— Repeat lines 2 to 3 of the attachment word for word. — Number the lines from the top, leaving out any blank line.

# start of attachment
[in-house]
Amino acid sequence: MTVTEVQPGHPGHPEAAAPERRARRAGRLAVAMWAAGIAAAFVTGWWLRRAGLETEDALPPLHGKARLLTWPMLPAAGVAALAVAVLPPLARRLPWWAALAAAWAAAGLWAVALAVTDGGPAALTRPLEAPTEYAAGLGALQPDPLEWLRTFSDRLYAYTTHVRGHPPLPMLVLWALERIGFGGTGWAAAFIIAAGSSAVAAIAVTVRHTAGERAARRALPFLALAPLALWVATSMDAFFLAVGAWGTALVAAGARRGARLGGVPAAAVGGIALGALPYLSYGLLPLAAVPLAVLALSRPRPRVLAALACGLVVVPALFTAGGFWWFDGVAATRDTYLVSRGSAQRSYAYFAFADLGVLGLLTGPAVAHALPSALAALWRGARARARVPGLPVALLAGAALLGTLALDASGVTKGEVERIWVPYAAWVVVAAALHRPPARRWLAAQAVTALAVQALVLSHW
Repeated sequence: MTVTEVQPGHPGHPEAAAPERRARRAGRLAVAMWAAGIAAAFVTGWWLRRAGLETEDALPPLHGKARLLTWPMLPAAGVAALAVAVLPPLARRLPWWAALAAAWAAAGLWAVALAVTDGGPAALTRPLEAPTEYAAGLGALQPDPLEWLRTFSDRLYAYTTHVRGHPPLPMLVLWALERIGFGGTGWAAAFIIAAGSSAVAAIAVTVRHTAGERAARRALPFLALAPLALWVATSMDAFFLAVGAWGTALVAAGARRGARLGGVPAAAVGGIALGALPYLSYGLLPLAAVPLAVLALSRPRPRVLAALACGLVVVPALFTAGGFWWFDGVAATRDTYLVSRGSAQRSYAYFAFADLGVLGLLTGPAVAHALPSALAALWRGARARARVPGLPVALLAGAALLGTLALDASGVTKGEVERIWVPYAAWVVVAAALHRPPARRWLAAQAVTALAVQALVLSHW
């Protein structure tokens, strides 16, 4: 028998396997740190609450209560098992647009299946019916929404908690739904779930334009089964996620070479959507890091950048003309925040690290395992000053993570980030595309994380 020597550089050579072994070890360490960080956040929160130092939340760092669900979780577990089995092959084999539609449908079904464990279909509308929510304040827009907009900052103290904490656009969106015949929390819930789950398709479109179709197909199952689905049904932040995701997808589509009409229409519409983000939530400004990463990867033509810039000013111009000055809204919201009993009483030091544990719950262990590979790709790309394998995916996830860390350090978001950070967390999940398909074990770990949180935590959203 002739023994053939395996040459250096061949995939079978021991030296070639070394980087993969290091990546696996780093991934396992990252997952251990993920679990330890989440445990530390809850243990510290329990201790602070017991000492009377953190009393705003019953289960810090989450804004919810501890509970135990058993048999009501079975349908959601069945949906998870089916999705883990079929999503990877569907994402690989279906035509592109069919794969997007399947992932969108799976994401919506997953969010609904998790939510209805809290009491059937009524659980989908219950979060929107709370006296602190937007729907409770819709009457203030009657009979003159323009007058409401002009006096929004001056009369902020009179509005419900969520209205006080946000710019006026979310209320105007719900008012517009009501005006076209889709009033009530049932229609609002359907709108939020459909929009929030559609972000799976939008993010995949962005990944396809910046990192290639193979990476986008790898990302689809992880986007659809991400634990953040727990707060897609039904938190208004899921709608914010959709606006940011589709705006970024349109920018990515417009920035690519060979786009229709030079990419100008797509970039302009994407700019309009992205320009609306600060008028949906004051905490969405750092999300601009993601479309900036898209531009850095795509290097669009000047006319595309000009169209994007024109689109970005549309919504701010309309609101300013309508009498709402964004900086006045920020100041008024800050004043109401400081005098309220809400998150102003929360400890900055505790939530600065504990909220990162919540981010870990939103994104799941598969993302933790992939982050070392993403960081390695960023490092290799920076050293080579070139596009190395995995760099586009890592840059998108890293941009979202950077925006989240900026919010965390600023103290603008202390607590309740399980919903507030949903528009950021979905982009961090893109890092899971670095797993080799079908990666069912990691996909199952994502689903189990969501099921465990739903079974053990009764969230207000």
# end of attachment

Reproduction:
Amino acid sequence: MTVTEVQPGHPGHPEAAAPERRARRAGRLAVAMWAAGIAAAFVTGWWLRRAGLETEDALPPLHGKARLLTWPMLPAAGVAALAVAVLPPLARRLPWWAALAAAWAAAGLWAVALAVTDGGPAALTRPLEAPTEYAAGLGALQPDPLEWLRTFSDRLYAYTTHVRGHPPLPMLVLWALERIGFGGTGWAAAFIIAAGSSAVAAIAVTVRHTAGERAARRALPFLALAPLALWVATSMDAFFLAVGAWGTALVAAGARRGARLGGVPAAAVGGIALGALPYLSYGLLPLAAVPLAVLALSRPRPRVLAALACGLVVVPALFTAGGFWWFDGVAATRDTYLVSRGSAQRSYAYFAFADLGVLGLLTGPAVAHALPSALAALWRGARARARVPGLPVALLAGAALLGTLALDASGVTKGEVERIWVPYAAWVVVAAALHRPPARRWLAAQAVTALAVQALVLSHW
Repeated sequence: MTVTEVQPGHPGHPEAAAPERRARRAGRLAVAMWAAGIAAAFVTGWWLRRAGLETEDALPPLHGKARLLTWPMLPAAGVAALAVAVLPPLARRLPWWAALAAAWAAAGLWAVALAVTDGGPAALTRPLEAPTEYAAGLGALQPDPLEWLRTFSDRLYAYTTHVRGHPPLPMLVLWALERIGFGGTGWAAAFIIAAGSSAVAAIAVTVRHTAGERAARRALPFLALAPLALWVATSMDAFFLAVGAWGTALVAAGARRGARLGGVPAAAVGGIALGALPYLSYGLLPLAAVPLAVLALSRPRPRVLAALACGLVVVPALFTAGGFWWFDGVAATRDTYLVSRGSAQRSYAYFAFADLGVLGLLTGPAVAHALPSALAALWRGARARARVPGLPVALLAGAALLGTLALDASGVTKGEVERIWVPYAAWVVVAAALHRPPARRWLAAQAVTALAVQALVLSHW